Pagan Identity

Maybe this should have been under ‘I’… oh well.

Paganism is an identity. I would say that I identify as a Pagan- if I were to tell you that I’m a Pagan you could probably very easily paint a fairly accurate picture about the things that I hold dear and the processes that go on in my mind. I’m not saying that we can all be stereotyped into one group, but you can get a good general picture.

I am proud to identify as a Pagan, it’s something that I like to tell people about. I came to Paganism when I was going through the first big upheaval in my life; I was eleven, moving onto secondary school and having to face the fact that I wasn’t the cleverest or quietest anymore. I had to find a new home, and that home was Paganism.

I’ve always had Pagan beliefs, but finding the definition of ‘Pagan’ in a dictionary when I was eleven finally allowed me to put a name to them. It also gave me an identity that felt more flexible than the one I’d had. Being a Pagan allowed me to grow.

It took a few years for me to settle into Wicca; the identity that that gave me was different to just being a Pagan, it was less respected and more laughed at- telling people you do spells will never get anything other than a raised eyebrow- but it didn’t sit quite right with me.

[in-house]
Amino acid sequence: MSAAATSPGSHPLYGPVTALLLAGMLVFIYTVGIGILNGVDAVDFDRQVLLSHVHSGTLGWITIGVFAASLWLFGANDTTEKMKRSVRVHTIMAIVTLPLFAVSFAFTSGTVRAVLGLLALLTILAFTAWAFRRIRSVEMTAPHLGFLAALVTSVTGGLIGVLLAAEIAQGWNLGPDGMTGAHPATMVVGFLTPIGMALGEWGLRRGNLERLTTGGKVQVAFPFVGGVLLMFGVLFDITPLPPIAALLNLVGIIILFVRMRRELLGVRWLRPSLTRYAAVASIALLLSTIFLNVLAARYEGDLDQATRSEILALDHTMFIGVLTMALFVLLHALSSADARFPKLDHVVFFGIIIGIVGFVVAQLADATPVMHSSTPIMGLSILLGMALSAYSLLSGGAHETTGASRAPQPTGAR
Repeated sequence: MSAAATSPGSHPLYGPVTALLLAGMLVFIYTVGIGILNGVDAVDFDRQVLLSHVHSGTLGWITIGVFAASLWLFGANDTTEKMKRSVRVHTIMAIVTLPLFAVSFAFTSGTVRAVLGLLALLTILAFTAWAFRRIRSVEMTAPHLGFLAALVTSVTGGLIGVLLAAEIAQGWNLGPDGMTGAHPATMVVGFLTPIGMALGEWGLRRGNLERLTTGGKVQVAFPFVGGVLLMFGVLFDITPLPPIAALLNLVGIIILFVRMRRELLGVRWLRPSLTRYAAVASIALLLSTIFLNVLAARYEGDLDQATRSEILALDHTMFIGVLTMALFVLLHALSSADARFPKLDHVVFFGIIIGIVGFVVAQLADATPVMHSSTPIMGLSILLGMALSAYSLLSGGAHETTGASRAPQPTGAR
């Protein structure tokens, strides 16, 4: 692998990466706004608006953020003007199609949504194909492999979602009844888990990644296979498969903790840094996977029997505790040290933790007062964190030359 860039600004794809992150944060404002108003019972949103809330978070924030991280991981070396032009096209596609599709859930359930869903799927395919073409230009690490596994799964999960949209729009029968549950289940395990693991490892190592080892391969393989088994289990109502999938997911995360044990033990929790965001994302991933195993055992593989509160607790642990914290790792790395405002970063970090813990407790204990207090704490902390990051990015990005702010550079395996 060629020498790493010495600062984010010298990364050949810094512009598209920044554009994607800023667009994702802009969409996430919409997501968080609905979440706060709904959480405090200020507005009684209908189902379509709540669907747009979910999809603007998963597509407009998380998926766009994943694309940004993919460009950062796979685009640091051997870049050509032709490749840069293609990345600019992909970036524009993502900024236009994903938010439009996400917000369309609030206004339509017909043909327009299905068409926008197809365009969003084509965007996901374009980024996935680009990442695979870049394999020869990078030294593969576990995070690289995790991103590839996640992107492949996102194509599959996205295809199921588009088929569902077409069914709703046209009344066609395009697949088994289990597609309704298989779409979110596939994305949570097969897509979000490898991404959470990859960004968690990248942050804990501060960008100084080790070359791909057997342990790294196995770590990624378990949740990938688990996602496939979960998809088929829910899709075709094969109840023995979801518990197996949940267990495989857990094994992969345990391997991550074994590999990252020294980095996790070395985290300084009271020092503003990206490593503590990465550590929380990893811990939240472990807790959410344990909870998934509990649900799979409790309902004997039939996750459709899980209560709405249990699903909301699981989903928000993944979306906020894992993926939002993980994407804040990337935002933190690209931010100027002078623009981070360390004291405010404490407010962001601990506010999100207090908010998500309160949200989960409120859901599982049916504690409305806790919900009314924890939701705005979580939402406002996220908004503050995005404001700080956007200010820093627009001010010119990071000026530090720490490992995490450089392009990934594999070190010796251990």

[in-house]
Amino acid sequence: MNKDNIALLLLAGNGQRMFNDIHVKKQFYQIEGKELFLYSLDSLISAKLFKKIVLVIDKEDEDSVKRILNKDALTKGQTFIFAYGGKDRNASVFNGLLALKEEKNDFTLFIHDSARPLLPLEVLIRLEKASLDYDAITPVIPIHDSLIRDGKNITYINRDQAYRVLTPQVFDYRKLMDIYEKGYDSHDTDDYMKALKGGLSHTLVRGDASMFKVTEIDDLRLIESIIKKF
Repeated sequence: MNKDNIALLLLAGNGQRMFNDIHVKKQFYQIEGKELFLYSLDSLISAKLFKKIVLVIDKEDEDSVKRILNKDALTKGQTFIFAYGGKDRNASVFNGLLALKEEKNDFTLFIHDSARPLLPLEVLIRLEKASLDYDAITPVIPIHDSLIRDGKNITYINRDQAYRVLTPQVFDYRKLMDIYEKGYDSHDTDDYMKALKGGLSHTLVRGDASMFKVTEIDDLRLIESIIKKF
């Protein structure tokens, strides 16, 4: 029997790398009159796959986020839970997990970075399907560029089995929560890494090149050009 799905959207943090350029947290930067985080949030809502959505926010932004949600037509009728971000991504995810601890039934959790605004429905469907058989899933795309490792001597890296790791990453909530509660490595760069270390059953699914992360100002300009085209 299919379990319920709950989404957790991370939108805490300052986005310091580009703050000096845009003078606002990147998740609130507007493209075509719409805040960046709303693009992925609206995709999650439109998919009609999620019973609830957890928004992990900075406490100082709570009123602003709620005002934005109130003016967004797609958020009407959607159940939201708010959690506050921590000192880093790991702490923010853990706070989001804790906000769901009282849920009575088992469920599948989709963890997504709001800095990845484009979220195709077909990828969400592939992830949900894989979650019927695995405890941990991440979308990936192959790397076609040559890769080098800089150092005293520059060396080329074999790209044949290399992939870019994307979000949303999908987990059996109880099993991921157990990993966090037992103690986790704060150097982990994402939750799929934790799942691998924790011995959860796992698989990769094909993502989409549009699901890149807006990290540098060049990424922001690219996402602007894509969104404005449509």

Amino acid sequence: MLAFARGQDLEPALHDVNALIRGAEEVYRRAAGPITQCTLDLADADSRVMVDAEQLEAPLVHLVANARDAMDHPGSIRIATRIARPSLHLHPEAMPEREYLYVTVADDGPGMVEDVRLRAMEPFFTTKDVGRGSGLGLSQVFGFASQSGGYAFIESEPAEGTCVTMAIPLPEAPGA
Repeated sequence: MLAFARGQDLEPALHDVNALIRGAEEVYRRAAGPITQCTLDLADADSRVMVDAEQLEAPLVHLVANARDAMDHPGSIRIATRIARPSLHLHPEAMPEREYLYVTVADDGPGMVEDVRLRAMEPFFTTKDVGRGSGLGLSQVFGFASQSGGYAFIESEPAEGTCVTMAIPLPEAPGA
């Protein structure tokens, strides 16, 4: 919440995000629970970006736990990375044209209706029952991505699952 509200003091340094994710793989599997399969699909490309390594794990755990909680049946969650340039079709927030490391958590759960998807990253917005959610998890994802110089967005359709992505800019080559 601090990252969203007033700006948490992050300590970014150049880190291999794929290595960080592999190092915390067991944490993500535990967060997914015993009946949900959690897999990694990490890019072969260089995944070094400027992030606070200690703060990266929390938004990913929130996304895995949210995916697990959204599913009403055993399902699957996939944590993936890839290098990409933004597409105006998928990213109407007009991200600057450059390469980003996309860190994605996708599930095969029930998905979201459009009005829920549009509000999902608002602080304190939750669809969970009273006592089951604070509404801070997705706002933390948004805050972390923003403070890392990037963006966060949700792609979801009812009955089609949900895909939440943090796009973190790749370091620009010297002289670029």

Eventually I realised that my love settled at the feet of the old Celtic Gods and so began to refer to myself as a Celtic Pagan.

Identifying as a Pagan means that you’re an outsider (not a bad thing), you’re in touch with nature, you’re independent, you see beyond the physical world. It means that you don’t allow yourself to become trapped in the death-cycle of work and money. Your feet are firmly rooted into the Earth herself.

Blessings,

Wren x

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2 thoughts on “Pagan Identity

  1. When I first put a name to my faith, I went after Wicca as well, but after studying it for 2 years, I realized I wasn’t a Wiccan at all. For the next 5 years I stumbled through paganism, looking for exactly what I wanted to be called. Hedgecraft worked best for me, especially its informality and lack of rules. I also found that belief in a God or Goddess wasn’t for me. And that is what is so great about paganism. You can mix and match and make it your own, but even through it all, we tend to have the same core principle: Magic. And that is a beautiful thing.

    • I think Wicca is a very well known branch of Paganism, there’s so much written about it that it’s one of the easiest to learn about. This is why (I think) a lot of people initially start out there. I agree, Pagans seem to have some kind of inner freedom that I just love.

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